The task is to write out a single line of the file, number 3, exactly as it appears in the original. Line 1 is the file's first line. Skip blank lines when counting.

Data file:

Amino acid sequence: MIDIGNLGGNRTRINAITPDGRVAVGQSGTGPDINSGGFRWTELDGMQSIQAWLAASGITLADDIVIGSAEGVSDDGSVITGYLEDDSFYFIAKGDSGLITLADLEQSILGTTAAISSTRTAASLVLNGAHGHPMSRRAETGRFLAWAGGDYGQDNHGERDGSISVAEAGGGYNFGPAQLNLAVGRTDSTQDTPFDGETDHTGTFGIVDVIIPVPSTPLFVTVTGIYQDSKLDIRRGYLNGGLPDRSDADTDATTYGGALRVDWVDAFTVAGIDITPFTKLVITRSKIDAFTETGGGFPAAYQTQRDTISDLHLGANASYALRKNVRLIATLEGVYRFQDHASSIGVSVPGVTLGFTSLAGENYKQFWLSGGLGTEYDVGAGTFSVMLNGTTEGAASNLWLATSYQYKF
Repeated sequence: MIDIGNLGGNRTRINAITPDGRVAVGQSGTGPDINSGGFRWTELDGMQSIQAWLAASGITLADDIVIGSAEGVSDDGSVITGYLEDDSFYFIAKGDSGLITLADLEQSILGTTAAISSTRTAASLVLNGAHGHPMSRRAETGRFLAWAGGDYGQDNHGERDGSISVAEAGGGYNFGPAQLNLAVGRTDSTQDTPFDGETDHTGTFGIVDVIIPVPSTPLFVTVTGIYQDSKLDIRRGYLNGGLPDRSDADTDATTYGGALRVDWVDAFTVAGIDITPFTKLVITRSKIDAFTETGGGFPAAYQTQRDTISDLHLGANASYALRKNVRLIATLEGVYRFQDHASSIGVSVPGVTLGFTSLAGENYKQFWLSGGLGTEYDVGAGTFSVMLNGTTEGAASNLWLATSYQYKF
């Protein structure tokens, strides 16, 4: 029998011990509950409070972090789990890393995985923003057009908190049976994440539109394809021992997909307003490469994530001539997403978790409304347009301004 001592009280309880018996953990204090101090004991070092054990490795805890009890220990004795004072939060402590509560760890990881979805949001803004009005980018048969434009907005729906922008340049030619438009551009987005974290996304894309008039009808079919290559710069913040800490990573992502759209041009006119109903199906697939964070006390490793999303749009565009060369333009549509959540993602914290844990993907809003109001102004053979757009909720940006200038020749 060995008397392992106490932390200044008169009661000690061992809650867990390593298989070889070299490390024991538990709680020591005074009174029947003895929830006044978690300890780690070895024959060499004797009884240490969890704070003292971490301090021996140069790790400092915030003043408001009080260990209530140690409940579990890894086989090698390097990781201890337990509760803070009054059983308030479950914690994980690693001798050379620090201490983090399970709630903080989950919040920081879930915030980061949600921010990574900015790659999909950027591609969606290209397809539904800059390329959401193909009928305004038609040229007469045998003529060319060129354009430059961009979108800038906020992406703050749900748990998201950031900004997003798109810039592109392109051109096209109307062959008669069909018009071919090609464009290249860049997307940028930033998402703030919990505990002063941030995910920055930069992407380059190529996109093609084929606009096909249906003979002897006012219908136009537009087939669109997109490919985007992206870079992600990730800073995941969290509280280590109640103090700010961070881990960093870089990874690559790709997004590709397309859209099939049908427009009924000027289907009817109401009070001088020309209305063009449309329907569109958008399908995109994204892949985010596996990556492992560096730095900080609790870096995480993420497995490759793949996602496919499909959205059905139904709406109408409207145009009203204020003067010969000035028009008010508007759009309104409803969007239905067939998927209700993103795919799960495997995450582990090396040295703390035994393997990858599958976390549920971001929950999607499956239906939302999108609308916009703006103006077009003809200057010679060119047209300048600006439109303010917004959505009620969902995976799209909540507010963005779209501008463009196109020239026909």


């Protein structure tokens, strides 16, 4: 029998011990509950409070972090789990890393995985923003057009908190049976994440539109394809021992997909307003490469994530001539997403978790409304347009301004 001592009280309880018996953990204090101090004991070092054990490795805890009890220990004795004072939060402590509560760890990881979805949001803004009005980018048969434009907005729906922008340049030619438009551009987005974290996304894309008039009808079919290559710069913040800490990573992502759209041009006119109903199906697939964070006390490793999303749009565009060369333009549509959540993602914290844990993907809003109001102004053979757009909720940006200038020749 060995008397392992106490932390200044008169009661000690061992809650867990390593298989070889070299490390024991538990709680020591005074009174029947003895929830006044978690300890780690070895024959060499004797009884240490969890704070003292971490301090021996140069790790400092915030003043408001009080260990209530140690409940579990890894086989090698390097990781201890337990509760803070009054059983308030479950914690994980690693001798050379620090201490983090399970709630903080989950919040920081879930915030980061949600921010990574900015790659999909950027591609969606290209397809539904800059390329959401193909009928305004038609040229007469045998003529060319060129354009430059961009979108800038906020992406703050749900748990998201950031900004997003798109810039592109392109051109096209109307062959008669069909018009071919090609464009290249860049997307940028930033998402703030919990505990002063941030995910920055930069992407380059190529996109093609084929606009096909249906003979002897006012219908136009537009087939669109997109490919985007992206870079992600990730800073995941969290509280280590109640103090700010961070881990960093870089990874690559790709997004590709397309859209099939049908427009009924000027289907009817109401009070001088020309209305063009449309329907569109958008399908995109994204892949985010596996990556492992560096730095900080609790870096995480993420497995490759793949996602496919499909959205059905139904709406109408409207145009009203204020003067010969000035028009008010508007759009309104409803969007239905067939998927209700993103795919799960495997995450582990090396040295703390035994393997990858599958976390549920971001929950999607499956239906939302999108609308916009703006103006077009003809200057010679060119047209300048600006439109303010917004959505009620969902995976799209909540507010963005779209501008463009196109020239026909």